1. Intraspecific Competition is where members of the same species compete for a limited resource. This is where Common Bent would be the only species present, on the greens for example and, providing you give the plant its desired ecological requirements, would provide an excellent playing surface. The structure of the plant (thin stem) allows the plant to compete for space much more efficiently than more vigorous, thick grass species and allows for a dense sward where plants are able to grow very close together.
2. Interspecific Competition is where members of different species compete for the same limited resource. Here, for example, the same Common Bent on your greens would be competing against another species of grass, such as invasive Yorkshire-fog, Holcus lanatus, a vigorous, thick stemmed species and something we don't want near our greens. This mixed species sward would result in a less than true playing surface due to the differences in structure of the plants and would be the result of ecological factors impacting upon the green in question. For example, lower light levels and increased nutrient levels would allow the Yorkshire-fog to outcompete the Common Bent, demonstrating the importance of knowing species ecology on the golf course.
Another major biotic factor and fundamental principle of ecology that impacts upon Common Bent and most all grass species is the predator/prey relationship. We are all familiar with the classic predator/prey images such as a pride of lions with a freshly caught antelope, or even a pale, ghostly Barn Owl with a vole in its talons but, although not quite as dramatic, on the golf course our grasses are preyed upon by a host of other species. One such predator is the larvae of Cranefly, Leatherjackets, which will compete with other invertebrates for the nutritious roots of our beloved grasses.
We all know of this infamous invertebrate and how to manage its effects, however, it demonstrates an ecological relationship that impacts upon the quality of the turf. The interrelationships don't stop there as the predatory root eater is, in turn, preyed upon by a host of other species.
There are other biotic factors that impact upon management of your Common Bent sward that represent more ecological relationships we know about. One such example, and again another major concept within ecology, is parasitism, and especially parasitism by fungal blooms such as fusarium. Every greenkeeper knows everything there is to know about this species, its preferred temperature and moisture requirements, its life cycle and the damage it can cause to fine turf. This is also another example of how ecology is central to a greenkeeper's understanding of how to best manage his course.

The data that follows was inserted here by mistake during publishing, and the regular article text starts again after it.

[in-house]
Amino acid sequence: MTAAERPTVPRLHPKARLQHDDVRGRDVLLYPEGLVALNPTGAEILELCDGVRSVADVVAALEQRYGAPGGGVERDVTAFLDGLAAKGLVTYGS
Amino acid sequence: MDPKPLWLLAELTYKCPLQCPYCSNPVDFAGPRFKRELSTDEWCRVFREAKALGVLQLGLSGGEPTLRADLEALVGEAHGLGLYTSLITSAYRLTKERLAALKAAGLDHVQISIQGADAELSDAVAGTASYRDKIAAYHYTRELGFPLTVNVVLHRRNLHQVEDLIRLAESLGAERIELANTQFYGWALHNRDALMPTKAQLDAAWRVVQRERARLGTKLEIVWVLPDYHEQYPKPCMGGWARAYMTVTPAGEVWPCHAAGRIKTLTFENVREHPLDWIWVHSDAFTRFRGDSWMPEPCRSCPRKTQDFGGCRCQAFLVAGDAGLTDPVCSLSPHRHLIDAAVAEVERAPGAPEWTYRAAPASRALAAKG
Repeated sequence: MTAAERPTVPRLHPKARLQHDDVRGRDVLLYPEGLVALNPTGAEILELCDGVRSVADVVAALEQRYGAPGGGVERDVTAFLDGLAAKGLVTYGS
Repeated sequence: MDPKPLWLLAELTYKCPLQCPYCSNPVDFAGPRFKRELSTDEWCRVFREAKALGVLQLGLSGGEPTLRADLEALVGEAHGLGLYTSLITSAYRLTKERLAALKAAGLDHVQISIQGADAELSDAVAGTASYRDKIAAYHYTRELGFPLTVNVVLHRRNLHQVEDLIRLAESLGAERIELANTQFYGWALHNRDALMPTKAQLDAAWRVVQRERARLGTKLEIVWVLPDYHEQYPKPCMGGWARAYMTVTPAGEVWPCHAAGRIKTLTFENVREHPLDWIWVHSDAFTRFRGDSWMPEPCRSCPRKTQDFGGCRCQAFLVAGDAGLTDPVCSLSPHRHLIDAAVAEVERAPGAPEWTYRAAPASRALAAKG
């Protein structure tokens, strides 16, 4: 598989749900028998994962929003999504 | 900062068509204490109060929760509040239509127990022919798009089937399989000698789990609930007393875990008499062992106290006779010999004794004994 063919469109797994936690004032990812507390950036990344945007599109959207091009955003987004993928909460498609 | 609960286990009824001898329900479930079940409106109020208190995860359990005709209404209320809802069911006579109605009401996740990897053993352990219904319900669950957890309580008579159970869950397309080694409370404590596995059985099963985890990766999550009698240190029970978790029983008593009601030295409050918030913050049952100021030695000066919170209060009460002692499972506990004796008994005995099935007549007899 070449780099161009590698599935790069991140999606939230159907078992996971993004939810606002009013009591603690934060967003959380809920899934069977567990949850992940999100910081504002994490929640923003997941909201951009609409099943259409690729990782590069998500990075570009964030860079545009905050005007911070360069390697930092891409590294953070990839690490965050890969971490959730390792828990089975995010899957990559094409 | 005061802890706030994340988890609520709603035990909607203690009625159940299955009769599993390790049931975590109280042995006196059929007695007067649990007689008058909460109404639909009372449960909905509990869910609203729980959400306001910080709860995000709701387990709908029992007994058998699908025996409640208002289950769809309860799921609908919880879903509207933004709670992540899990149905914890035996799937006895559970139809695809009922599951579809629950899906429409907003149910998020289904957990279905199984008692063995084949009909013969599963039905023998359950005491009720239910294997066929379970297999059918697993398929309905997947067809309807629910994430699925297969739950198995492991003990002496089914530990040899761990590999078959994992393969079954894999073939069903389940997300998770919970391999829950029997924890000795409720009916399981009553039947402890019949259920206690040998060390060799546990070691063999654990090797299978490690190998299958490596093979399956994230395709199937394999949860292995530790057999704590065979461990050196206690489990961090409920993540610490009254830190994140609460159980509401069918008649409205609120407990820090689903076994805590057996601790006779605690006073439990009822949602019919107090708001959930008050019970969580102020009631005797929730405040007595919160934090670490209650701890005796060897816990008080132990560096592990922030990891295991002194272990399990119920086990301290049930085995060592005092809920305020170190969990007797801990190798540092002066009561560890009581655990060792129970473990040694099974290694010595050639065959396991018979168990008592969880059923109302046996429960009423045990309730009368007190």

All this knowledge equates to an ecological understanding of the species you are dealing with on the course, and demonstrates that ecology does start on the greens. It continues beyond the boundaries of your course through the multitude of interactions that all the species have with each other. Down through the wildlife corridors it connects everything together in an incomprehensible web of interrelationships between all living things. Our weather and our whole environment is directly linked to ecology and, although I have used the ecology, and therefore the conservation of Common Bent, as an example here, the same principles can be used to conserve other aspects of the golf course. This obviously includes all your out-of-play areas, which may be heaths, moors, woodland or rough grassland which will hold populations of their associated plant and animal species.
So, hopefully, it is a little more clear what ecology is and how important it is for all greenkeepers, even if you don't think you are ecologically aware.
The following is further to my thinking that today's golf industry is unique in its ability to significantly contribute to biodiversity, due to the nature of golf course design - golf holes amidst natural surroundings.
Golf courses in the UK are, on average, 50 to 60 hectares in size, which represents quite a substantial proportion of our countryside and, with over 2,500 clubs here in the UK, it can be estimated that they represent a total of 0.6% of the total land area (Dair and Schofield, 1990). This equates to more than the total area covered by RSPB reserves, country parks and local nature reserves (Gange et al, 2003). The United Nations and the European Union have identified conservation of biodiversity as an essential element of sustainable development.
It is thought that golf clubs should have a moral obligation to manage their land in accordance with sound management practice and preserve our natural heritage to the best of their ability. Environmental stewardship, through sound ecological management practice, is one of the key elements that contribute towards the sustainability of a golf facility. This, in some small way, may help preserve biodiversity and reverse the trend of our declining priority habitats and species that live within them. It is also thought that a golf course needs to reflect the immediate surrounding environment to allow maximum biodiversity movement within the locality, which will further improve ecology and aesthetics on the course.
Finally, I would like to end on a personal note upon my seven year tenure at Turton Golf Club, which came to an end in June this year with a move to nearby Old Links Golf Club. It also ended with an amazing surprise from Mother Nature.
It all started on the morning of the 13th June, 7.30am to be precise, when I was cutting the greens and I removed my ear defenders only to hear a bird song that I didn't readily identify. After a brief search for the bird, I found I was looking at a Greenish Warbler. Yes, ironically, that is its name, which represented the second ever record for the northwest of England and the first for twenty years!